INTRODUCTION — Ablative laser resurfacing is used to target the cutaneous signs of photodamage that progressively increase with age and occur most prominently in individuals with fair skin. Through the ablation of the epidermis and portions of the superficial dermis as well as the induction of collagen remodeling in the deeper dermis, ablative laser resurfacing can reduce rhytides (wrinkles), dyschromia, vascular changes, and skin laxity.
The mechanism of action, efficacy, adverse effects, and administration of traditional and fractional ablative laser resurfacing for skin rejuvenation will be discussed here. The basic principles of laser therapy for cutaneous lesions and nonablative resurfacing techniques for skin rejuvenation (eg, nonablative lasers, intense pulsed light, radiofrequency devices, and photodynamic therapy) are reviewed separately. (See "Principles of laser and intense pulsed light for cutaneous lesions" and "Nonablative skin resurfacing for skin rejuvenation".)
OVERVIEW — Technology for ablative laser resurfacing has continuously evolved. The procedure was first performed in the 1980s with the continuous wave carbon dioxide (CO2) laser. Use of this laser was complicated by an unfavorably high risk of adverse effects, and the subsequent development of pulsed CO2 lasers and rapidly scanning continuous wave CO2 lasers improved the safety of treatment . In the 1990s the erbium:yttrium aluminum garnet (Er:YAG) laser was introduced as an alternative device for ablative laser resurfacing. Advantages of Er:YAG lasers included more precise control over the depth of cutaneous ablation and a lower incidence of adverse effects.
For a number of years, the CO2 and Er:YAG lasers were the primary lasers used for ablative laser resurfacing for skin rejuvenation, with CO2 lasers considered the gold standard for this indication. However, in the early 2000s, the approach to laser skin rejuvenation was dramatically altered by the development of fractional lasers, which emit numerous narrow, microscopic columns of laser light. Fractional lasers treat only a defined fraction of the skin within a targeted area, leaving intervening areas of skin unaffected (figure 1). The reservoir of undamaged skin adjacent to sites of laser injury allows for rapid reepithelialization after treatment through the migration of viable cells into wounded areas.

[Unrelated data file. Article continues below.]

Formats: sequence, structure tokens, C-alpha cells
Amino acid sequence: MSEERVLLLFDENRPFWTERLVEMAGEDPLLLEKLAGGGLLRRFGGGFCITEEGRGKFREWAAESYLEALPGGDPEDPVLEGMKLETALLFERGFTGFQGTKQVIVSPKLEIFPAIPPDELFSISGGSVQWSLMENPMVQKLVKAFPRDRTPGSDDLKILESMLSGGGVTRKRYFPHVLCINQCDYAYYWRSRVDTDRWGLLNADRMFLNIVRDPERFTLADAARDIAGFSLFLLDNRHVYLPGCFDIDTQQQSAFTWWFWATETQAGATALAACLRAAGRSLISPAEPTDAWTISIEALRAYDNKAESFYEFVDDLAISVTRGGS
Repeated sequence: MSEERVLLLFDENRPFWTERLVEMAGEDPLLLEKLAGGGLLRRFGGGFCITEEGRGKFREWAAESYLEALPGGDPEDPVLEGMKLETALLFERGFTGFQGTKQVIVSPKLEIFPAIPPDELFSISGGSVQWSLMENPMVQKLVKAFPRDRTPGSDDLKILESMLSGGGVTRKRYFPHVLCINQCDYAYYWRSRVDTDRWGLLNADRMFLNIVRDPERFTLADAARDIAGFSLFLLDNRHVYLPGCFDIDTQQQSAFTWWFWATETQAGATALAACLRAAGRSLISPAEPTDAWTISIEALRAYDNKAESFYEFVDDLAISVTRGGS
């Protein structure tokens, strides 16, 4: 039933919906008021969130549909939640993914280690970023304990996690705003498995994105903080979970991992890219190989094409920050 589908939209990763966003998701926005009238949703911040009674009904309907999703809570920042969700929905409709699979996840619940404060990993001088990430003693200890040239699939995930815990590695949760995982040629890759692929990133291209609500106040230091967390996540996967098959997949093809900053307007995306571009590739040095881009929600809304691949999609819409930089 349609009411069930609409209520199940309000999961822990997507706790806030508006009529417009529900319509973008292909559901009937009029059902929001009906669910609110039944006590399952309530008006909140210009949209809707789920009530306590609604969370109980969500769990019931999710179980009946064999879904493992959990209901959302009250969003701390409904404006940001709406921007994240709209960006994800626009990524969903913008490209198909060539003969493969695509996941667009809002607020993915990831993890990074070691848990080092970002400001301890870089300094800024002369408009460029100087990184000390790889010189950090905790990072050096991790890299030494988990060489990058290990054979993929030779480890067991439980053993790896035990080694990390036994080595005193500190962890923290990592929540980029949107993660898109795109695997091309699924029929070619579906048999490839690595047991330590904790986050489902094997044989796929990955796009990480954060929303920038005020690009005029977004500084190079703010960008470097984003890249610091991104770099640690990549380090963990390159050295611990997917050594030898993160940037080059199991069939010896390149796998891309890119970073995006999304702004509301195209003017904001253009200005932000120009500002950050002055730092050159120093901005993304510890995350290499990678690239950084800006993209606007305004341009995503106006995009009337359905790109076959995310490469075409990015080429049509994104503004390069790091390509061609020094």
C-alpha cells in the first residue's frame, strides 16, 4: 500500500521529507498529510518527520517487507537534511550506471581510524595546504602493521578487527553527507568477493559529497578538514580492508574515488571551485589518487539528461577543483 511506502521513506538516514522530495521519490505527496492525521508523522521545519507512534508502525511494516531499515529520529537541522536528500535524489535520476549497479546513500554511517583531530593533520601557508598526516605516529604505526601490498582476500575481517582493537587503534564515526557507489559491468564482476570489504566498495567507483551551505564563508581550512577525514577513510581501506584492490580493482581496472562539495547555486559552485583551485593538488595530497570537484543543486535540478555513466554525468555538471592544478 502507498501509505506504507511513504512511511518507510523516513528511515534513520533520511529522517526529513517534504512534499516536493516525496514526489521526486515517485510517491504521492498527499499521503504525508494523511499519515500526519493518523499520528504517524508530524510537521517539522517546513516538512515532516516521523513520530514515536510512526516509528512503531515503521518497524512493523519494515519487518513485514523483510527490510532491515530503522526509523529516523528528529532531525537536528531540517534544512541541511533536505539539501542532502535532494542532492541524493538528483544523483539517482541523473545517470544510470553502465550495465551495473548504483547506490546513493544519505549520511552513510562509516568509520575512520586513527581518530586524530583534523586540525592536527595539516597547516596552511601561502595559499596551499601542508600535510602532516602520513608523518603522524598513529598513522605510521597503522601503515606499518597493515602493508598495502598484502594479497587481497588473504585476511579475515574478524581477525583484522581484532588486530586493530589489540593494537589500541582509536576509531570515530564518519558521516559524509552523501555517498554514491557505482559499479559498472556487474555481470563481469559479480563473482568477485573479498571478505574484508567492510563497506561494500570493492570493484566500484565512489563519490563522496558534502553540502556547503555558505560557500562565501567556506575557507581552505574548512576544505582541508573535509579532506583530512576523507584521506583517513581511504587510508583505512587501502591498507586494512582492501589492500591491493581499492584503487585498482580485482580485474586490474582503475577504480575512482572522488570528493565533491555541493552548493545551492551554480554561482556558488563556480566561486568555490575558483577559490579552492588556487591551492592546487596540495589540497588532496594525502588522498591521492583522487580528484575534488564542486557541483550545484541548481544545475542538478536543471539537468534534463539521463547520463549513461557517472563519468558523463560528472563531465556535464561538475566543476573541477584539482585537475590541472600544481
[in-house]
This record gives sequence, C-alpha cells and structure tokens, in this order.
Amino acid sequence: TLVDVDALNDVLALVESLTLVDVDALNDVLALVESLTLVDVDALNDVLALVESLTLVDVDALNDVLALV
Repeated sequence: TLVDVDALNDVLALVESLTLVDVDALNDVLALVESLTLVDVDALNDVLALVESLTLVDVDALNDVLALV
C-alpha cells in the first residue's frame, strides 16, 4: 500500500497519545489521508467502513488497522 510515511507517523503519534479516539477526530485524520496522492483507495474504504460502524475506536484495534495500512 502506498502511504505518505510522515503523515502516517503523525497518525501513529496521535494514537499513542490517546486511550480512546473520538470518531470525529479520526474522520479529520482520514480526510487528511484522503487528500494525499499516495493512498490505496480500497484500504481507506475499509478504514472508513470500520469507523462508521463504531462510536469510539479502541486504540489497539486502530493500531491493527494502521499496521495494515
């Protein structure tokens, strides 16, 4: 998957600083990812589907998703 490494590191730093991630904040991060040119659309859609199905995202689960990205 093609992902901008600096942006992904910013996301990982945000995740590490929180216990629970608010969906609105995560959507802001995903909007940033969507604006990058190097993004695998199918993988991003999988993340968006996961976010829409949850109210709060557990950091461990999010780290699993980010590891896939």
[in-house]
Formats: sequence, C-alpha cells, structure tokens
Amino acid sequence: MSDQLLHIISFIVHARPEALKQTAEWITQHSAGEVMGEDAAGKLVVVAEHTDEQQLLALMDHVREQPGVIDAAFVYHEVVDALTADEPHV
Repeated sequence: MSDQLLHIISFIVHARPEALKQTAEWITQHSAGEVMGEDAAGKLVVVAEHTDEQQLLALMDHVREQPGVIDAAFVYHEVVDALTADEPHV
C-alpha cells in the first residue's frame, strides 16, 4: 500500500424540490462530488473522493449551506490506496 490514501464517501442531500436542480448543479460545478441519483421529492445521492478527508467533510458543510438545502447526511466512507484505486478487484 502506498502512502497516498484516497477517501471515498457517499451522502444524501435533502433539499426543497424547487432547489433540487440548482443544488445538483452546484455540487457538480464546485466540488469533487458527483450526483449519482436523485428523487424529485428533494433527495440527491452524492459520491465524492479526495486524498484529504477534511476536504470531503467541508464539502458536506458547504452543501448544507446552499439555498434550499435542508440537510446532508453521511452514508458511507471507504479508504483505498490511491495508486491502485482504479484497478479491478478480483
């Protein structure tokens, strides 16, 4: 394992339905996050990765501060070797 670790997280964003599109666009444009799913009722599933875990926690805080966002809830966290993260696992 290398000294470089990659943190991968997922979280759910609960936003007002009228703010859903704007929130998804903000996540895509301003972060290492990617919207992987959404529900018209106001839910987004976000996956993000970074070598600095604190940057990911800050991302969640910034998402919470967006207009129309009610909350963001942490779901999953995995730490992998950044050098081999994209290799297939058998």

Aside from the repair of photodamaged skin, ablative laser resurfacing is used for a variety of other indications, such as the treatment of scars, actinic keratoses, epidermal nevi, and other cutaneous lesions and disorders. Nonablative traditional and fractional lasers also have been studied for facial rejuvenation; however, these lasers generally are less efficacious than their ablative counterparts for this indication .
APPROACH TO THERAPY
Patient evaluation — Selection of the appropriate patient is of critical importance in ablative laser resurfacing. The patient should be thoroughly informed of the expected treatment outcome, anticipated recovery period, and treatment risks. In most cases, treatment results in mild to moderate improvements in cutaneous signs of photoaging (picture 1).
The length of time required for healing after ablative laser resurfacing is a deterrent for some patients. The expected convalescent period after traditional carbon dioxide (CO2) laser resurfacing is around two weeks and is followed by several weeks to several months of persistent facial erythema. Shorter recovery periods are associated with resurfacing with traditional erbium:yttrium aluminum garnet (Er:YAG) lasers and fractional lasers. Reepithelialization after traditional Er:YAG laser resurfacing is usually complete after three to eight days and postoperative erythema resolves more quickly [3-5]. Patients treated with the fractional CO2 laser can usually return to normal activity after 5 to 10 days, depending on the intensity of treatment; less time is needed for recovery after fractional Er:YAG resurfacing.
The specific concerns of the patient and the clinical features contributing to an aged appearance should be assessed carefully by the clinician to ensure that treatment is likely to achieve the desired result. Although laser resurfacing can lead to improvements in rhytides such as those in the periorbital, cheek, and periocular areas, deep nasolabial creases, marionette lines, and severe skin laxity are often best managed with interventions such as injectable cosmetic fillers and surgery. Dynamic rhytides (wrinkles exacerbated by facial muscle movement) may recur within months after successful ablative laser therapy. Patients with dynamic rhytides may benefit from the use of botulinum toxin before and after laser resurfacing to delay the recurrence of rhytides . (See "Overview of botulinum toxin for cosmetic indications", section on 'Use as adjunctive therapy'.)